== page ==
Contract farming (CF) is an arrangement between farmers and a processing or marketing firm for the production and supply of agricultural products, often at predetermined prices. This literature review builds on EPAR's review of smallholder contract farming in Sub-Saharan Africa (SSA) and South Asia (EPAR Technical Report #60) by specifically examining the evidence on impacts and potential benefits of contract farming for women in SSA. Key takeaways suggest women’s direct participation in contract farming is limited, with limited access to land and control over the allocation of labor and cash resources key constraints hindering women’s ability to benefit from CF. Further, we find that the impact of contract farming on women is often mediated by their relative bargaining power within the household.
In recent years, product supply chains for agricultural goods have become increasingly globalized. As a result, greater numbers of smallholder farmers in South Asia (SA) and Sub-Saharan Africa (SSA) participate in global supply chains, many of them through contract farming (CF). CF is an arrangement between a farmer and a processing or marketing firm for the production and supply of agricultural products, often at predetermined prices. This literature review finds empirical evidence that demonstrates that the economic and social benefits of CF for smallholder farmers are mixed. A number of studies suggest that CF may improve farmer productivity, reduce production risk and transaction costs, and increase farmer incomes. However, critics caution that CF may undermine farmers’ relative bargaining power and increase health, environmental, and financial risk through exposure to monopsonistic markets, weak contract environments, and unfamiliar agricultural technologies. There is consensus across the literature that CF has the best outcomes for farmers when farmers have more bargaining power to negotiate the terms of the contract. In reviewing the literature on CF, we find a number of challenges to comparing studies and evaluating outcomes across contracts. This literature review summarizes empirical findings and analyses regarding contract models and best practices to increase farmers’ bargaining power and decrease contract default.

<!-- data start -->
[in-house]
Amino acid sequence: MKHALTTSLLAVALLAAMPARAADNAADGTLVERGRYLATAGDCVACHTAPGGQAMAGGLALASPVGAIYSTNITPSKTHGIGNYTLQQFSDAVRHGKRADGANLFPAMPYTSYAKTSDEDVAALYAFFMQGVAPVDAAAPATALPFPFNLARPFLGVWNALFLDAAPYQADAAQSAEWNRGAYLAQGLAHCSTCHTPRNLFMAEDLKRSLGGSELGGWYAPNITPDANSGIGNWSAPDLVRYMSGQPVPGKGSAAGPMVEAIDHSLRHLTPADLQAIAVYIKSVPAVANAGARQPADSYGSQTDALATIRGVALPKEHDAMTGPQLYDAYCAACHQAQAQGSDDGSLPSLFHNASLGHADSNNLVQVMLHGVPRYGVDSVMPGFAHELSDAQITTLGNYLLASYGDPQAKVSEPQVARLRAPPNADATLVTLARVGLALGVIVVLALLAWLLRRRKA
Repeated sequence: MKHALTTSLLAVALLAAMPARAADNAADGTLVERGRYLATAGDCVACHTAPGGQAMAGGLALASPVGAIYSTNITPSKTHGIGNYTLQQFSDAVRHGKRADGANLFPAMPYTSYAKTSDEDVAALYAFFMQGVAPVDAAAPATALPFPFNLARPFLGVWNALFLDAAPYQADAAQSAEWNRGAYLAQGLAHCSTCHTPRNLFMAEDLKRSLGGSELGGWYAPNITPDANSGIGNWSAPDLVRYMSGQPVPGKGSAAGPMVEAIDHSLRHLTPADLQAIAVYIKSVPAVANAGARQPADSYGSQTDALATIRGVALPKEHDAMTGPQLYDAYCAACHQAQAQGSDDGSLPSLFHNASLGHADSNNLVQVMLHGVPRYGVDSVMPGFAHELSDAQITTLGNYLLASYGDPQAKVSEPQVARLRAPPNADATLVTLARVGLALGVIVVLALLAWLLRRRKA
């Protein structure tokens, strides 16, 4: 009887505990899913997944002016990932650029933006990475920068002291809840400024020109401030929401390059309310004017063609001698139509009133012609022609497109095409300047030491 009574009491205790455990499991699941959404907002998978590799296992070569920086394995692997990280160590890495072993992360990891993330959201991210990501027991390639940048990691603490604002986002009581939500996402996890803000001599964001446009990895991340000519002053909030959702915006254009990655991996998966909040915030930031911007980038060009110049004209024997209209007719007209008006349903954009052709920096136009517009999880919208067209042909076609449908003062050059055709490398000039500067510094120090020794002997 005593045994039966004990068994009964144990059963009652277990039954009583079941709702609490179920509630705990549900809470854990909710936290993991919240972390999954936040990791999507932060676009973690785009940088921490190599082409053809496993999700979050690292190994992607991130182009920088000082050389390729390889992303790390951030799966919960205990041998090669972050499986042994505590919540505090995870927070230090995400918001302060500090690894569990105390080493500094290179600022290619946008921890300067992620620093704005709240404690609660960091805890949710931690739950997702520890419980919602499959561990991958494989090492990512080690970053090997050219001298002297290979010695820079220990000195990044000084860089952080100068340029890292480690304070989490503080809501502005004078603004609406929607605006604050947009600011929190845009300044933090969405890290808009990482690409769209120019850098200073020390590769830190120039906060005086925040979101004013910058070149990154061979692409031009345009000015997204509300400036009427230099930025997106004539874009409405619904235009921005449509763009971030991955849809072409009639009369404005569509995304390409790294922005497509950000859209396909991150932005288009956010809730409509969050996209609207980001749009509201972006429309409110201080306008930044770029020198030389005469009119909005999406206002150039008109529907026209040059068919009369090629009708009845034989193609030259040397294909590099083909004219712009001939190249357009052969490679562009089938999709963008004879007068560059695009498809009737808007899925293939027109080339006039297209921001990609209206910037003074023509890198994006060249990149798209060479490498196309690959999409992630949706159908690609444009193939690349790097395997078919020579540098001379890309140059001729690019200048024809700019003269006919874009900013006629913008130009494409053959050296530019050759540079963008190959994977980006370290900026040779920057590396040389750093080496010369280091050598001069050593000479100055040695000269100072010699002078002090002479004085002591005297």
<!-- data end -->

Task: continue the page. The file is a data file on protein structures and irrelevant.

In Tanzania, agriculture represents approximately 50 percent of GDP, 80 percent of rural employment, and over 50 percent of the foreign exchange earnings. Yet poor soil fertility and resulting low productivity contribute to low economic growth and widespread poverty. Chemical fertilizer has the potential to contribute to crop yield increases. Yet high prices and weaknesses in the fertilizer market keep fertilizer use low. This literature review examines the history of government interventions that have intended to increase access to fertilizers, and reviews current policies, market structure, and challenges that contribute to the present conditions. We find that despite numerous strategies over the last fifty years, from heavy government involvement to liberalization, major weaknesses in Tanzania’s fertilizer market prevent efficient use of fertilizer. High transportation costs, low knowledge level of farmers and agrodealers, unavailability of improved seed, and limited access to credit all contribute to the market’s problems. The government’s current framework, the Tanzania Agriculture Input Partnership (TAIP), acknowledges this interconnectedness by targeting multiple components of the market. This model could help Tanzania tailor solutions relevant to specific road, soil, and market conditions of different areas of the country, contributing to enhanced food security and economic growth.